Viola Davis gave us all a gift in honor of her 55th birthday.
The celebrated Black actress posted on social media Tuesday about the place where she was born.
Davis put up a photo of the now-dilapidated home in St. Matthews, South Carolina, on her verified Instagram account.
"The above is the house where I was born August 11, 1965. It is the birthplace of my story," the caption read. "Today on my 55th year of life....I own it....all of it."
CNN interpreted the post to mean she purchased the property, but Davis clarified in a subsequent comment on Instagram that she owned her "story."
"Uhh....contrary to websites....I do not 'own' above house," Davis wrote in reference to the photo. "I 'own' my STORY!! Too abstract I guess."
Davis's caption also included a "Cherokee Birth Blessing," which read "May you live long enough to know why you were born."
The "How To Get Away With Murder" star has been outspoken about both representation in Hollywood and the need for Black creatives to own their own stories.
In 2016 she talked to then editorial director of People and Entertainment Weekly magazines, Jess Cagle, about her short time on her grandmother's farm, which was a part of the Singleton Plantation in St. Matthews.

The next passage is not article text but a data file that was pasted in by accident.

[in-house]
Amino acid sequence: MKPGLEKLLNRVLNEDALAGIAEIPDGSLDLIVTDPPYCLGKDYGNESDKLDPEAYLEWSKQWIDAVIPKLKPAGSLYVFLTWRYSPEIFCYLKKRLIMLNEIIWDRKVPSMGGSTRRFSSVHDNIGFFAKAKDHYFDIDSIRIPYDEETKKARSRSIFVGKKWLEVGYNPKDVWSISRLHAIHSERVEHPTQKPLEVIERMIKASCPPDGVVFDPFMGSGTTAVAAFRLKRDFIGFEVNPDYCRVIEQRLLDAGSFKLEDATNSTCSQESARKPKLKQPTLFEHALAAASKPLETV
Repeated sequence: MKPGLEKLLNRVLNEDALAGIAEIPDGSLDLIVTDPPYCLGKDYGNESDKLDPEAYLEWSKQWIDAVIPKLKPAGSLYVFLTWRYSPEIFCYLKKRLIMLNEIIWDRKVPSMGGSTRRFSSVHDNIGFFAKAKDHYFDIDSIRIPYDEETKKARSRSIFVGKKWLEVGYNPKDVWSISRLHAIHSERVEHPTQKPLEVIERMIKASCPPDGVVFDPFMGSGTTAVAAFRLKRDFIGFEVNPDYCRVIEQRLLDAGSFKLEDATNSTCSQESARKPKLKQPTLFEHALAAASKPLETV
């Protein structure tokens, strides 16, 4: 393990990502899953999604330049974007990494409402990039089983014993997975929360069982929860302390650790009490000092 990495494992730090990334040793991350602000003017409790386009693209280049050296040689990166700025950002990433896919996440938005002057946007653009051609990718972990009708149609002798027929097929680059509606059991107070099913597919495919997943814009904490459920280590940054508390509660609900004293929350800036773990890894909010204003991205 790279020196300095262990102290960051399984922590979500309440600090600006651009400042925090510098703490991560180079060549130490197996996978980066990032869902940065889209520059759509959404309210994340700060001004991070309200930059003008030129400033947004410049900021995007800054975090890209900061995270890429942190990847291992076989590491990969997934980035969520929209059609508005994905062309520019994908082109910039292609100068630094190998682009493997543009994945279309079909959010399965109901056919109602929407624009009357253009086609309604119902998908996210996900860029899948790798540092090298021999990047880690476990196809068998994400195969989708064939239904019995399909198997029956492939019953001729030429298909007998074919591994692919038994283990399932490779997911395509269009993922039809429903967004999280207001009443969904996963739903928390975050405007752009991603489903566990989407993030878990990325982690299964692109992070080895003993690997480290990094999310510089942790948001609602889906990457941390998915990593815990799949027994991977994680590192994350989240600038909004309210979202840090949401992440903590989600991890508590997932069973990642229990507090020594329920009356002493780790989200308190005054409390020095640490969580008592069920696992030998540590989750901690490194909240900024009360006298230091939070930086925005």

Davis said she "wasn't on it long, because I was the fifth child, and so we moved soon after I was born."
"I mean, I went back to visit briefly but still not aware of the history," she said. "I think I read one slave narrative of someone who was on that plantation which was horrific. 160 acres of land, and my grandfather was a sharecropper."
The star said that most of her uncles and cousins were also farmers because that was the only employment available to them.
The bare bones house with no running water or indoor bathroom was special to Davis, she said, as she recounted how much love it contained.
"My grandmother's house was a one room shack," Davis said. "I have a picture of it on my phone because I think it's a beautiful picture."
Last year she served as commencement speaker at Barnard College in New York and told the graduating class that even if their experiences were traumatic, they should "Own it."